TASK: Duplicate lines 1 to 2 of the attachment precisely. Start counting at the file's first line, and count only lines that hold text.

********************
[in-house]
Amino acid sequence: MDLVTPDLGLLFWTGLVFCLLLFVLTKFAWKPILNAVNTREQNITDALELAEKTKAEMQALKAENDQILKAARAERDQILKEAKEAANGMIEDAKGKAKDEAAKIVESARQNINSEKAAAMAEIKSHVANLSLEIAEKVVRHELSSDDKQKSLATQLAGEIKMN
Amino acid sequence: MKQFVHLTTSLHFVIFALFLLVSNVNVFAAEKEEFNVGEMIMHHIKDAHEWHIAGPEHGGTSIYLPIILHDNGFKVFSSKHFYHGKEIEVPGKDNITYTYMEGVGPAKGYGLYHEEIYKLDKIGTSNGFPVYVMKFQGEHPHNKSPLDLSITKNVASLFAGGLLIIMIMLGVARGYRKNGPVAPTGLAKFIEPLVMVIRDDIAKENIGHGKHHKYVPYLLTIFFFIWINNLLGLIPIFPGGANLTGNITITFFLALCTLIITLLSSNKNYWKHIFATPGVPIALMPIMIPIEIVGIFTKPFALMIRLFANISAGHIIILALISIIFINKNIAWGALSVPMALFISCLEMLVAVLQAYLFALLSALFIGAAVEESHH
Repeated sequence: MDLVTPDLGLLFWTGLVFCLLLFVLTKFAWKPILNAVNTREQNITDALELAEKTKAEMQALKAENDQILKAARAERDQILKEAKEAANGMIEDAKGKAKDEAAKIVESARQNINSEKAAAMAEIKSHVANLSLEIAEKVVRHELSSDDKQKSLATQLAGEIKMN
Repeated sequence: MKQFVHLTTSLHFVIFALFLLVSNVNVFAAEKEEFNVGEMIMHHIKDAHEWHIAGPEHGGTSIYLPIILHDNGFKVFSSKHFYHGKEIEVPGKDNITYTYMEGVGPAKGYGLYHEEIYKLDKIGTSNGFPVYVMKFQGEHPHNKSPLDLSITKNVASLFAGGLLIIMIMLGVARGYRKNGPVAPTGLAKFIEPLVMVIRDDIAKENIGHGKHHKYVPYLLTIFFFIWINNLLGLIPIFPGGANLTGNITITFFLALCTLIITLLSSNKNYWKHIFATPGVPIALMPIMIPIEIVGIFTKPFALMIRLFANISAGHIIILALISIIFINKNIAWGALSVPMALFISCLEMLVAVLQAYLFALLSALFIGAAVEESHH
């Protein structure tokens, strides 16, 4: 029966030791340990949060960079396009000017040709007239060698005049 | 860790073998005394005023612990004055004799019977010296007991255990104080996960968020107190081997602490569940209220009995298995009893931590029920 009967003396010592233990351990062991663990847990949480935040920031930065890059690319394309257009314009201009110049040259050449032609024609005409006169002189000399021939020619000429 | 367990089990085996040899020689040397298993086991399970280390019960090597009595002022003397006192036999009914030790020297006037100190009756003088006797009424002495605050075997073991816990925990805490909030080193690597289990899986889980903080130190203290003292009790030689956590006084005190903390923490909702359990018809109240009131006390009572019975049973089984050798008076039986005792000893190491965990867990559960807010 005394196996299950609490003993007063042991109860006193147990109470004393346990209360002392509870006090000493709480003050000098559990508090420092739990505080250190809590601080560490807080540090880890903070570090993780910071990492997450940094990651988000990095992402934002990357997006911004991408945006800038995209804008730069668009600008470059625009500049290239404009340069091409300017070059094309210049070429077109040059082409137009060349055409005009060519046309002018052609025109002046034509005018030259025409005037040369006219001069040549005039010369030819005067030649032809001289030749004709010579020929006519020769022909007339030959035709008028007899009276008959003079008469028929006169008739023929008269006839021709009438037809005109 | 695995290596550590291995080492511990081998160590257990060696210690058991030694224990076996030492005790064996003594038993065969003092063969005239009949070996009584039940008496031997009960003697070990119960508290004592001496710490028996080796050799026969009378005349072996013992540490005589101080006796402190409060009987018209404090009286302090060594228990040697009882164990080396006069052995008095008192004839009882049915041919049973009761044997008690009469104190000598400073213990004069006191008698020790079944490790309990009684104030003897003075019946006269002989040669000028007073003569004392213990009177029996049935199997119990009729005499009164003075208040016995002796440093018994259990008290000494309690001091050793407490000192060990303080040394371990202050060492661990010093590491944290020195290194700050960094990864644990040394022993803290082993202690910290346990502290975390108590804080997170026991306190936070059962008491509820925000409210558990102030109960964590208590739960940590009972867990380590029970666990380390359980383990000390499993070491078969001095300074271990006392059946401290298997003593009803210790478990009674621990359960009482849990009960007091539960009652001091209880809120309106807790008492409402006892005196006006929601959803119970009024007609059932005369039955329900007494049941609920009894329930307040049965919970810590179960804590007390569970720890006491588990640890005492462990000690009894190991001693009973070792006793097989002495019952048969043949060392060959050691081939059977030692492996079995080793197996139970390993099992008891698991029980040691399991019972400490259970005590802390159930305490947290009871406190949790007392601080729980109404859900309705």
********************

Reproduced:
[in-house]
Amino acid sequence: MDLVTPDLGLLFWTGLVFCLLLFVLTKFAWKPILNAVNTREQNITDALELAEKTKAEMQALKAENDQILKAARAERDQILKEAKEAANGMIEDAKGKAKDEAAKIVESARQNINSEKAAAMAEIKSHVANLSLEIAEKVVRHELSSDDKQKSLATQLAGEIKMN